LloydsPharmacy nominates branches to provide COVID-19 vaccination services

NHS England will be responding to pharmacy contractors’ vaccination service applications on 18 December 2020.

Lloyds pharmacy storefront

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Pharmacy contractors had until 6 December 2020 to apply to offer a COVID-19 vaccination service

LloydsPharmacy has nominated several of its community pharmacies to lead COVID-19 vaccination centres, the multiple has confirmed.

This comes as local pharmaceutical committee (LPC) leaders have told The Pharmaceutical Journal that several pharmacies have registered their “future interest” in offering a COVID-19 vaccination service.

The NHS’s COVID-19 vaccination programme launched on 8 December 2020 with the vaccination of patients through ‘hospital hubs’. Vaccination services led by primary care networks (PCNs) are expected to start running on 15 December 2020.

NHS England previously said in November 2020 that it would be commissioning a “limited number” of community pharmacies to run local vaccination services where there was insufficient coverage from PCN-led services.

At the time, LloydsPharmacy said that it was considering offering a COVID-19 vaccination service, later confirming to The Pharmaceutical Journal on 7 December 2020 that it had “nominated pharmacies and will share more information when we’re able to”.

However, a document published on 27 November 2020 said that pharmacy contractors could submit an application marked “future site nomination” for their site to be considered later, as vaccine supply increases.

Pharmacy contractors had until 6 December 2020 to submit their applications to NHS England and can expect to hear back on 18 December 2020 with a decision from the national team.

Nick Hunter, chief officer of Nottinghamshire, Rotherham and Doncaster LPCs, said: “The number of expressions of interest exceeded expectations with applications in the order of many tens, and from a good range of independents and multiples.”

“A number of those were for future interest, but certainly plenty to provide a credible back up option for the [integrated care systems] and scope for capacity expansion when required as more vaccines become available.”

Faisal Chowdhury, pharmacy integration lead at North East London LPC, said NHS England had told his LPC that “that there has been a considerable application from community pharmacies in London to participate and assist in the delivery of the COVID vaccination”.

“From published requirements for community pharmacies to participate, it was evident that the vast majority of our contractor base will not meet the criteria hence the energy has been to look if collaborations will provide that opportunity,” he said.

“The LPC office was inundated with queries and, from the conversations that we have had, I can verify that a significant number of contractors were enthusiastic in applying for the process.”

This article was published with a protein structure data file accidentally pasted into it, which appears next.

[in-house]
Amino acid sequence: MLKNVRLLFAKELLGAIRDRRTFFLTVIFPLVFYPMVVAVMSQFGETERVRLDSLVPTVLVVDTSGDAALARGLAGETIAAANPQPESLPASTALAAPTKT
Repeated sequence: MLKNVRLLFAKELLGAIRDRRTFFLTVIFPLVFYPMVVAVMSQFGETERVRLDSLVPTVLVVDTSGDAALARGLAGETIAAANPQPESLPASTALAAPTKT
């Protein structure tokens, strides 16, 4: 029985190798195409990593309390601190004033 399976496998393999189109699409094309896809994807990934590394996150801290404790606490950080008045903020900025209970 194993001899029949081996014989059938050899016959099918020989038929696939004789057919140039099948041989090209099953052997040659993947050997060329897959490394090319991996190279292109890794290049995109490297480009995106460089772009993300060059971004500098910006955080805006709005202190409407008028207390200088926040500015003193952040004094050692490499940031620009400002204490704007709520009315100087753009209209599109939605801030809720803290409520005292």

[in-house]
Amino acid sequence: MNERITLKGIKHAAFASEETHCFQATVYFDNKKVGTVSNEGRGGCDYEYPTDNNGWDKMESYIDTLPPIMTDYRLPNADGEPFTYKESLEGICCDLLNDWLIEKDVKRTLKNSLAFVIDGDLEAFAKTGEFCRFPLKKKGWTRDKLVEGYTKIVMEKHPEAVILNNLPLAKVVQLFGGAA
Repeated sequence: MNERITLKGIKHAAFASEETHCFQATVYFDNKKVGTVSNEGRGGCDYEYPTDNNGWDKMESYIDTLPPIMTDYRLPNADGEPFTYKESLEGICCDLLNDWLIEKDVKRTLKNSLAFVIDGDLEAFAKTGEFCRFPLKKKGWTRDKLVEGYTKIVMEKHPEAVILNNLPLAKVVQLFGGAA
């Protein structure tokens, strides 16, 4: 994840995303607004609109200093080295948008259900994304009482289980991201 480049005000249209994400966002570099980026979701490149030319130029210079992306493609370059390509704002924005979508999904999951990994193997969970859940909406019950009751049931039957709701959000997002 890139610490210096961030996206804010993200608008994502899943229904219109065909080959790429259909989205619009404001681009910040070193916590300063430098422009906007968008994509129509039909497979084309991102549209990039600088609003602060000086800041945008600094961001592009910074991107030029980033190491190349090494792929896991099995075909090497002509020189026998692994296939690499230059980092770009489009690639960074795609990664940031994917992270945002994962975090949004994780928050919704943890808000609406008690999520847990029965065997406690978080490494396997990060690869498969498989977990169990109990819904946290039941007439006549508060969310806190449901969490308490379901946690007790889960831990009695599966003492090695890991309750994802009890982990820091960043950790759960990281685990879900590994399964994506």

Michael Keen, chief executive officer of Kingston and Richmond LPC, said he had helped one contractor in Richmond complete an application for future site nomination, adding that “there could be another in Kingston, but they are doing it alone”.

Keen said that “community pharmacy will likely be needed later on in the programme and expressions of interest from contractors who want to run a site when a vaccine with fewer logistical challenges is available, and after the initial mass vaccination sites, should apply to NHS England”.

However, he added that applicants should be aware of the “financial risk” associated with running a vaccination service.

“The payment to pharmacies and GPs is only made after the patient has had their second dose and that is 21–28 days after the first dose, so there is a financial risk for contractors that must be taken into account if bidding to supply the service and that is a contractor’s commercial decision,” he said.

Local vaccination services led by GPs as part of PCNs are due to start vaccinating patients from 15–16 December 2020.

In a letter sent to clinical commissioning group (CCG) chief pharmacists on 8 December 2020, Keith Ridge, chief pharmaceutical officer for England, said that the “novel nature” of the vaccine manufactured by Pfizer and BioNTech means “pharmaceutical expertise and oversight will be provided to ensure integrity of the vaccines”.

“CCG chief pharmacists will support GPs by ensuring the safe handling and use of the vaccines at PCN designated sites for vaccine delivery,” the letter said, adding that each local vaccination centre should have a named lead responsible CCG chief pharmacist.

The lead responsible CCG chief pharmacist will need to appoint senior pharmacy team members or a senior nurse with “experience of the delivery of, and training related to, aseptic preparation”.

“CCG chief pharmacists may also want to take the opportunity of vaccine deployment happening in hospitals first to spend some time observing hospital staff how they go about dealing with the vaccine,” the letter continued.

Last updated
The Pharmaceutical Journal, PJ December 2020, Vol 305, No 7944;305(7944):DOI:10.1211/PJ.2020.20208646

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